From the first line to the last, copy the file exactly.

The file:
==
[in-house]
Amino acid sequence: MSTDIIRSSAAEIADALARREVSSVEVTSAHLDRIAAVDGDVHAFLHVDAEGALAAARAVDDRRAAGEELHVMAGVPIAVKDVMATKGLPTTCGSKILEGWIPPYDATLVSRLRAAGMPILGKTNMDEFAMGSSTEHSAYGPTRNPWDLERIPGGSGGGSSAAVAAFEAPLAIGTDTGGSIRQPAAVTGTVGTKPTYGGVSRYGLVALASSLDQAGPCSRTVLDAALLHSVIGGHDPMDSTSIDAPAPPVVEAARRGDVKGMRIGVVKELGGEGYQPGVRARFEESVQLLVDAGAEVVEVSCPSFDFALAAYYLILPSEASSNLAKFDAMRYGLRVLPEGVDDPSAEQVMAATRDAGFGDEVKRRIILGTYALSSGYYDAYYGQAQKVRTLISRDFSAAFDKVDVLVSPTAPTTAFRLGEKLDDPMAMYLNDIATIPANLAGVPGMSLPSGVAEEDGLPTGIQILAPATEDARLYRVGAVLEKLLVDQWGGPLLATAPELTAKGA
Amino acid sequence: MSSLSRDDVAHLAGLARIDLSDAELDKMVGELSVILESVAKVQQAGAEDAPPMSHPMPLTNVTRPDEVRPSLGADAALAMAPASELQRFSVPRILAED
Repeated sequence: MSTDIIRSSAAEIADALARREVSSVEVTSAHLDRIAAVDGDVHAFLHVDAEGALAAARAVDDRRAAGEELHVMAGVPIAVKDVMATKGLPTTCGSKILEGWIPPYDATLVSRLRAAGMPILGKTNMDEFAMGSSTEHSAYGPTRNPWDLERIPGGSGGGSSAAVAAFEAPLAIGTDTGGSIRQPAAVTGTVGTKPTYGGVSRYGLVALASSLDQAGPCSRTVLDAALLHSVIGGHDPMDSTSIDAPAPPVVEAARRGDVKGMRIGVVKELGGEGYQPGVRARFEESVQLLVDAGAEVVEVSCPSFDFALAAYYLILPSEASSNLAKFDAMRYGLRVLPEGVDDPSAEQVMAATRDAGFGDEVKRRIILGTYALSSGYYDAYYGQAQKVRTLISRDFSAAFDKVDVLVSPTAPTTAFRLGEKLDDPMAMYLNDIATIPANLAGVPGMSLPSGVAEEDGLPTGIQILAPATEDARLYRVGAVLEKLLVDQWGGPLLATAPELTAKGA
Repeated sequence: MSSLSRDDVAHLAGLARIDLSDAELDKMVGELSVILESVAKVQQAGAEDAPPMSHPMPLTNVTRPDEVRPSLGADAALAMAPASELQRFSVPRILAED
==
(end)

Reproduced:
[in-house]
Amino acid sequence: MSTDIIRSSAAEIADALARREVSSVEVTSAHLDRIAAVDGDVHAFLHVDAEGALAAARAVDDRRAAGEELHVMAGVPIAVKDVMATKGLPTTCGSKILEGWIPPYDATLVSRLRAAGMPILGKTNMDEFAMGSSTEHSAYGPTRNPWDLERIPGGSGGGSSAAVAAFEAPLAIGTDTGGSIRQPAAVTGTVGTKPTYGGVSRYGLVALASSLDQAGPCSRTVLDAALLHSVIGGHDPMDSTSIDAPAPPVVEAARRGDVKGMRIGVVKELGGEGYQPGVRARFEESVQLLVDAGAEVVEVSCPSFDFALAAYYLILPSEASSNLAKFDAMRYGLRVLPEGVDDPSAEQVMAATRDAGFGDEVKRRIILGTYALSSGYYDAYYGQAQKVRTLISRDFSAAFDKVDVLVSPTAPTTAFRLGEKLDDPMAMYLNDIATIPANLAGVPGMSLPSGVAEEDGLPTGIQILAPATEDARLYRVGAVLEKLLVDQWGGPLLATAPELTAKGA
Amino acid sequence: MSSLSRDDVAHLAGLARIDLSDAELDKMVGELSVILESVAKVQQAGAEDAPPMSHPMPLTNVTRPDEVRPSLGADAALAMAPASELQRFSVPRILAED
Repeated sequence: MSTDIIRSSAAEIADALARREVSSVEVTSAHLDRIAAVDGDVHAFLHVDAEGALAAARAVDDRRAAGEELHVMAGVPIAVKDVMATKGLPTTCGSKILEGWIPPYDATLVSRLRAAGMPILGKTNMDEFAMGSSTEHSAYGPTRNPWDLERIPGGSGGGSSAAVAAFEAPLAIGTDTGGSIRQPAAVTGTVGTKPTYGGVSRYGLVALASSLDQAGPCSRTVLDAALLHSVIGGHDPMDSTSIDAPAPPVVEAARRGDVKGMRIGVVKELGGEGYQPGVRARFEESVQLLVDAGAEVVEVSCPSFDFALAAYYLILPSEASSNLAKFDAMRYGLRVLPEGVDDPSAEQVMAATRDAGFGDEVKRRIILGTYALSSGYYDAYYGQAQKVRTLISRDFSAAFDKVDVLVSPTAPTTAFRLGEKLDDPMAMYLNDIATIPANLAGVPGMSLPSGVAEEDGLPTGIQILAPATEDARLYRVGAVLEKLLVDQWGGPLLATAPELTAKGA
Repeated sequence: MSSLSRDDVAHLAGLARIDLSDAELDKMVGELSVILESVAKVQQAGAEDAPPMSHPMPLTNVTRPDEVRPSLGADAALAMAPASELQRFSVPRILAED